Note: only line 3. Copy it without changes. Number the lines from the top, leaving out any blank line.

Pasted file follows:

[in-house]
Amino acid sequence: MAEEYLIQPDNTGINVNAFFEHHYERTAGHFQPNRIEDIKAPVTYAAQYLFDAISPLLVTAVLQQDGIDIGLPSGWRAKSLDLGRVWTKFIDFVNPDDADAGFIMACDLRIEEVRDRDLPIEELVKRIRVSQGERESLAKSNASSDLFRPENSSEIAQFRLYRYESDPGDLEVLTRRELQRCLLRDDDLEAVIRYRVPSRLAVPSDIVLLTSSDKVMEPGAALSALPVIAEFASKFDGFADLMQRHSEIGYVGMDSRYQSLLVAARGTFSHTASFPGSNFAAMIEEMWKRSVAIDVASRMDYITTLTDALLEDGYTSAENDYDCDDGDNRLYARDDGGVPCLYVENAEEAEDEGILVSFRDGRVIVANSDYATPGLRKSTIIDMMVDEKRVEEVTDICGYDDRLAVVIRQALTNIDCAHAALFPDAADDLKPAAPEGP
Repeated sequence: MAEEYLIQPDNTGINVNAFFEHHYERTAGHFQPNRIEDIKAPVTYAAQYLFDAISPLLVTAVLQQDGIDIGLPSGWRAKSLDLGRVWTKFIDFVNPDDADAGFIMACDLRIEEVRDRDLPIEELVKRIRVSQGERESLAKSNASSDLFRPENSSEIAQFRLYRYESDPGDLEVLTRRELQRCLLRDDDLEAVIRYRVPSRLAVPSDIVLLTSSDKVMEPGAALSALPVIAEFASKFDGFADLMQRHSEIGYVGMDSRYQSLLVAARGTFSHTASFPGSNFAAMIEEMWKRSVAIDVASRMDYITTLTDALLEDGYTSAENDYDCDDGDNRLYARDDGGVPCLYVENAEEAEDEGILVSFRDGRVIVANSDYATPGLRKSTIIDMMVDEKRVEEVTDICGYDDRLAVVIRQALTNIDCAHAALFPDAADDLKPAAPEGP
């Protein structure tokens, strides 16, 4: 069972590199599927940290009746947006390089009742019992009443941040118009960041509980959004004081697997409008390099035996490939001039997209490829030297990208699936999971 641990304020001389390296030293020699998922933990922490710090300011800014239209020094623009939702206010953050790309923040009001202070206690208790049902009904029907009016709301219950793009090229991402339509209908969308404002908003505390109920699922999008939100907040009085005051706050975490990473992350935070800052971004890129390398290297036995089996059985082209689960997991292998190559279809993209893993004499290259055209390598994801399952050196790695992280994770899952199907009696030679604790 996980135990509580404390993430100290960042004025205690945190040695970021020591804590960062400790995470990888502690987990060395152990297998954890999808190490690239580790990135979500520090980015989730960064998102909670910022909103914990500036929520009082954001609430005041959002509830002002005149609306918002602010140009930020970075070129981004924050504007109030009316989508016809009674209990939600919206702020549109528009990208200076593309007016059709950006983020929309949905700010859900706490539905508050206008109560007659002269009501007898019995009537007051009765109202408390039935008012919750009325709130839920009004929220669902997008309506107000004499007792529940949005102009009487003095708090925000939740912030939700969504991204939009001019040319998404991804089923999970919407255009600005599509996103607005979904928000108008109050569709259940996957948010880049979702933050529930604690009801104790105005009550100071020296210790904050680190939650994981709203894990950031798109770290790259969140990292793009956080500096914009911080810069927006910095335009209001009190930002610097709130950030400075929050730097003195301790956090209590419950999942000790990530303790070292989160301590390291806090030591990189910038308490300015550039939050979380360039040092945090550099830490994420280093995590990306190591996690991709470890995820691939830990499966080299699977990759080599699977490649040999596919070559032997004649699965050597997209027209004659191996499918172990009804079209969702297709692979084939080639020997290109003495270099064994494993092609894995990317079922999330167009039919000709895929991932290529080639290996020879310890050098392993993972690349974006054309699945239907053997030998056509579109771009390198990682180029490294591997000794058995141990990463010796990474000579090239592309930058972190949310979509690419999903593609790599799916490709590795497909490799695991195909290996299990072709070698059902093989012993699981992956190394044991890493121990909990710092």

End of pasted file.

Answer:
Repeated sequence: MAEEYLIQPDNTGINVNAFFEHHYERTAGHFQPNRIEDIKAPVTYAAQYLFDAISPLLVTAVLQQDGIDIGLPSGWRAKSLDLGRVWTKFIDFVNPDDADAGFIMACDLRIEEVRDRDLPIEELVKRIRVSQGERESLAKSNASSDLFRPENSSEIAQFRLYRYESDPGDLEVLTRRELQRCLLRDDDLEAVIRYRVPSRLAVPSDIVLLTSSDKVMEPGAALSALPVIAEFASKFDGFADLMQRHSEIGYVGMDSRYQSLLVAARGTFSHTASFPGSNFAAMIEEMWKRSVAIDVASRMDYITTLTDALLEDGYTSAENDYDCDDGDNRLYARDDGGVPCLYVENAEEAEDEGILVSFRDGRVIVANSDYATPGLRKSTIIDMMVDEKRVEEVTDICGYDDRLAVVIRQALTNIDCAHAALFPDAADDLKPAAPEGP